Saturday, January 20, 1990
Dear G.U.C.I. Staff:
As you may know I recently returned from the annual meeting of the Union of
American Hebrew Congregations' Youth Division. It is always exciting to get
together with the forty or so people who are responsible for all of our
U.A.H.C. Camp Institutes, N.F.T.Y., the College Education Department, and The
International Education Department. These are forty dedicated, creative, and
energetic people who love what they do, and are devoted to our kids and the
Reform Movement. Each year these meetings recharge my batteries and help me
feel more a part of a national movement staff.
One of the programs in which we participated consisted of a panel of Israelis
and American Israelis discussing and answering questions about the current
state of affairs in Israel. It was a great debate presenting many sides to the
Palestinian conflict. But a most disturbing realization came to light. No
position offered an acceptable solution. There seem to be no clear answers.
The Israelis are completely divided on the issues, and many have lost faith in
their own government. As American Jews, hearing how divided Israelis are on
the issues only adds to the uncertainties already implanted in our minds by the
media coverage and world criticism of Israel. We cringe when we hear Israel
likened to South Africa, feel an erosion of pride when we think of Israel as
conquerors rather than victorious underdogs. These are indeed very difficult
For me, the most signicant moment during this program occured when one of our
N.F.T.Y. staff members asked a non-political question. She asked, "Given the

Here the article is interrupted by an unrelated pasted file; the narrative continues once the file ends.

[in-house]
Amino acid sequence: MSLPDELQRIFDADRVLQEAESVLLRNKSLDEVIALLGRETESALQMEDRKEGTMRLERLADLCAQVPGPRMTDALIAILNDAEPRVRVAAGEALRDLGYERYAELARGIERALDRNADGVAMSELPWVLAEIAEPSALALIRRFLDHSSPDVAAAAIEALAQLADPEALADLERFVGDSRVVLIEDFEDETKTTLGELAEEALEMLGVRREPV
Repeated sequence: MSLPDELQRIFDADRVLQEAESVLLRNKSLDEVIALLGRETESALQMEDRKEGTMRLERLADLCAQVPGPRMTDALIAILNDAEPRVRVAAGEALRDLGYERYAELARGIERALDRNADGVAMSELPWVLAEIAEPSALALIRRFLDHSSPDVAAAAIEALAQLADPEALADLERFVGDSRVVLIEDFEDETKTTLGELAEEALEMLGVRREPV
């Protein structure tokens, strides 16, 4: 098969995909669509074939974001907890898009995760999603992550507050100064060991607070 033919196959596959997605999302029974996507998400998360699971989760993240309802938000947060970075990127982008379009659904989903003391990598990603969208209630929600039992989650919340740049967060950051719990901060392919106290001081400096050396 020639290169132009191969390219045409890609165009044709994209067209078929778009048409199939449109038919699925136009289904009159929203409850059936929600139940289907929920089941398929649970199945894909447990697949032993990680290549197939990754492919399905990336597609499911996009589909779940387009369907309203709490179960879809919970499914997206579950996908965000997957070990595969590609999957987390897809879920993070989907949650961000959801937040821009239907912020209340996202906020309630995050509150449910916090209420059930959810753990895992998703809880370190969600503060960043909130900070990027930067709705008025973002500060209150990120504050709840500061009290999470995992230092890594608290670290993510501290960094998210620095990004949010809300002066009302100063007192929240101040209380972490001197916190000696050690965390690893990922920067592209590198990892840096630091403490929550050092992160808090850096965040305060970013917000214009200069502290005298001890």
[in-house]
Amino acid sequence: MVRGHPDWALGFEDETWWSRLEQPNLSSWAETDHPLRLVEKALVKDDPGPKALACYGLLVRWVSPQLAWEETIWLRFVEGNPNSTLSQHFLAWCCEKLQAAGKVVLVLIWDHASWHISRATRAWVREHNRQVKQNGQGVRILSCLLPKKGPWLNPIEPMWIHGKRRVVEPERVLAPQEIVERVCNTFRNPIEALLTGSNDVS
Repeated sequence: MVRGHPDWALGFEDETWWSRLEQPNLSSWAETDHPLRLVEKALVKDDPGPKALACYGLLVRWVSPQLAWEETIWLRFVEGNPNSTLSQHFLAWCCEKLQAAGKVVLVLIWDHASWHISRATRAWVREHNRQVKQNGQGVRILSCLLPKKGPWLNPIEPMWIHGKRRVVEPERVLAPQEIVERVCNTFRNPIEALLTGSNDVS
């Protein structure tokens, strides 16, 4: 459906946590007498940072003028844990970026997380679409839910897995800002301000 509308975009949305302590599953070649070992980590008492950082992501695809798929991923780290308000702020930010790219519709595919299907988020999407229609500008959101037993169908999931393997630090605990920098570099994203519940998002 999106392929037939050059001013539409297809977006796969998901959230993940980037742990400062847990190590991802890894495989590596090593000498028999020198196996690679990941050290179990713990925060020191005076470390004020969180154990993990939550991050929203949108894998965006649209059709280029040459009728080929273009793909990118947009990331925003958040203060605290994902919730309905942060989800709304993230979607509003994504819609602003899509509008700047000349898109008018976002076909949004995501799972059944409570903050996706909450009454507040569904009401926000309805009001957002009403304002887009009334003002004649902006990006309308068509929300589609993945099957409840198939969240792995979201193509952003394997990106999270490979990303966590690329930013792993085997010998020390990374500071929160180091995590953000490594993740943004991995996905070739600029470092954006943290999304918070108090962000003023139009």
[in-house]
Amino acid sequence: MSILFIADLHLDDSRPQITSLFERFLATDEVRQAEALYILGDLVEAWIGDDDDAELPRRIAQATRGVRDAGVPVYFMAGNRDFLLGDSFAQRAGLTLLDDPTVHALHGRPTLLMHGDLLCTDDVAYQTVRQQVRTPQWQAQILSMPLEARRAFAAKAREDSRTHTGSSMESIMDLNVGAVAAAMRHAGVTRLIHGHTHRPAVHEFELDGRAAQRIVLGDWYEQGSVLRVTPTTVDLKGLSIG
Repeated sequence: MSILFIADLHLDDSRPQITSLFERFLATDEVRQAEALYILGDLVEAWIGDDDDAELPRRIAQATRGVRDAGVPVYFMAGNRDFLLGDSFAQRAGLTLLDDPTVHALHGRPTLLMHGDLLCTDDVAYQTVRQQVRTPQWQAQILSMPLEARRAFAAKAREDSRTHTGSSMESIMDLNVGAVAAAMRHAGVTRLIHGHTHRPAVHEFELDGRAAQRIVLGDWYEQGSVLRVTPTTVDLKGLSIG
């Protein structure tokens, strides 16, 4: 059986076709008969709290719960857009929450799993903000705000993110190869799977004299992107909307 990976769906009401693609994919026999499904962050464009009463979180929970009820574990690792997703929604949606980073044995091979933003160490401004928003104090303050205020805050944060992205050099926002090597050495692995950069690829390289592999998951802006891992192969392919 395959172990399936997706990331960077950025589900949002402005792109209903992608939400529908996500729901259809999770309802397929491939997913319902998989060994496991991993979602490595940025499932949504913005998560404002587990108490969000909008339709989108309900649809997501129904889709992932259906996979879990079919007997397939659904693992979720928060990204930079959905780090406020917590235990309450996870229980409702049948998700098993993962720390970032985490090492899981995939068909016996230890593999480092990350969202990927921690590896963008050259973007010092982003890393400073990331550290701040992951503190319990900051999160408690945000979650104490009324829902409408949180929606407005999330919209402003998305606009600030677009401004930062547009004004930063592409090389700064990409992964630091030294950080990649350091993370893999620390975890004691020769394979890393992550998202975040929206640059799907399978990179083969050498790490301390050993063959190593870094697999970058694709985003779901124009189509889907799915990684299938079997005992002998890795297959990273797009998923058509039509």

uncertainties and doubts we all have about Israel, how do we teach Israel to
our kids?" I think the implied question is, are we being hypocrites if we
teach our kids to love Israel in light of our own personal doubts? For me the
answer is a resounding NO. Without denying the state of turmoil that now exists
in Israel, without burying our heads in the sand and closing our eyes to the
violence and hatred exhibited by Palestinians and Israelis alike, we must stand
by our committment to Israel. We must remember the feelings of friendship we
have with those Israelis we have come to know and love here at camp over the
years. Iti, Sharon, Sigal, Yigal, Roni, Ari, aren't just Israeli names, they
are people who have had a profound influence on various G.U.C.I. staffs; people
we have worked with and formed relationships with. They represent our Israeli
family. And as in our own immediate families, Israel, for better or for worse,
is a part of us.
The problems Israel faces today do not diminish its magnificent history, both
ancient and modern. The Palestinian crisis does nothing to lessen the
centuries-old longing our people have felt for a homeland, nor does it diminish
the realization of that dream in Eretz Yisrael. When we teach Israel we must
explore her modern-day traumas, but in the context of all that Israel has been
and remains to be in the unfolding story of the Jewish People.
I vividly remember running from police teargas bombs in an anti-war
demonstration in 1968 in Madison, Wisconsin. The counter protesters chanted at
us, "America, love it or leave it!" We believed with all our hearts, "America,
love it and change it!" Although we may not like what we see and hear about
Israel, the bottom line is we cannot stop loving it. Israel is family.
That's the way I see it.